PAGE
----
That is unlikely in the near future for a variety of reasons. And nor is it really necessary. There is no shared threat which the two countries need to address through some strategic relationship. We need to create a level of mutual confidence and trust so that when we do engage with each other, our motives are not automatically questioned. I give very high marks to the Clinton Administration in respect to India.

Stephen P. Cohen
Professor of political science, University of Illinois at Urbana, and a South Asia expert.

Is this a new beginning in Indo-US relations?

Well, I wouldn’t say that it is a new beginning. It’s going back and trying to make up for lost time. We deferred a serious dialogue about what a serious relationship could be. The blame or responsibility for this is about evenly shared by both countries. But the present group in Washington, at least, is interested in a fresh start. They are no longer making the non-proliferation issue the guidepost for American policy. But I don’t think there is going to be any dramatic interventions.

To what would you attribute this?

I think personalities make some difference. Among these personalities (both in US and India) there is less fear that the region is going to turn into a scene for a nuclear war than it was perhaps three or five years ago. There’s less hysteria about stability in South Asia.

Do you foresee an American policy towards India devoid of the Pakistan factor?

In the past when we’ve had a dialogue with India, one of the things we had from them is basically that ‘you must dump Pakistan’. We can’t forge a relationship on the basis of India dictating our relations with a third country. And, of course, Pakistan is always warning us about our ties with India.... There’s a new opportunity for India to conclude its dialogue with Pakistan which makes American role irrelevant. India can offer Pakistan more than we can in terms of security and trade.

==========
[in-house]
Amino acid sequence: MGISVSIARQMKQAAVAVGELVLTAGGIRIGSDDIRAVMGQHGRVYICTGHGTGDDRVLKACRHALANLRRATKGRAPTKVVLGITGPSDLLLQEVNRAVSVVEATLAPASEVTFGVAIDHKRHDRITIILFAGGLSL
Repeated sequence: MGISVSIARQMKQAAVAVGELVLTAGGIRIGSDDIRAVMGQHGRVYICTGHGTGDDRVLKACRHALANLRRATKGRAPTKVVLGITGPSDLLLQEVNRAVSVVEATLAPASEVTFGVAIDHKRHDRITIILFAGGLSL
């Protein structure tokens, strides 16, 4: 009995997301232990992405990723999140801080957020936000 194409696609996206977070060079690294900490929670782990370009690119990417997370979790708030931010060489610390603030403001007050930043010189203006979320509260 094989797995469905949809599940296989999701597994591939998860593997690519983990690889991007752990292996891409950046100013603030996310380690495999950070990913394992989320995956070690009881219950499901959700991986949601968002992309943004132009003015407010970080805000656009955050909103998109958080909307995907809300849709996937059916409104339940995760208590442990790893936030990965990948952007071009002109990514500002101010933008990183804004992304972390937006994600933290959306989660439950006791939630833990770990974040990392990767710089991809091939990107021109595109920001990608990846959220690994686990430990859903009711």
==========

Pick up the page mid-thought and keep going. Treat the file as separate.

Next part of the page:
What may be the main thrust areas?

I wouldn’t want to predict the future...but I expect the problem may be on the Indian side because India is so distracted by its internal developments and has such an unstable government. So, it may be hard for India to move quickly toward either Pakistan or toward the US. The Gujral doctrine has received fairly wide consensus across the political spectrum. India does need to move in its relations with Pakistan and the US in some significant way. It just can’t say no all the time. It has to offer something in order to get something.

Gary Ackerman
Democrat from New York, Member of House International Relations Committee:

Is there a new paradigm in Indo-US ties?

I think it is a tremendous opportunity: a new current is developing that is being built on a maturing of a wonderful relationship between the peoples of India, the peoples of US and our two governments. This is a relationship that will continue to be built—a renewed relationship that’s only going to be strengthened. These are all good signs in the air.

There’s talk of a strategic relationship between the US and India.

That is a good possibility. Talks on this issue will begin and, hopefully, we will see that strategic relationship happen. There are some steps that our State Department would like to see happen and some discussions will take place. I think a strategic relationship is very much on the cards.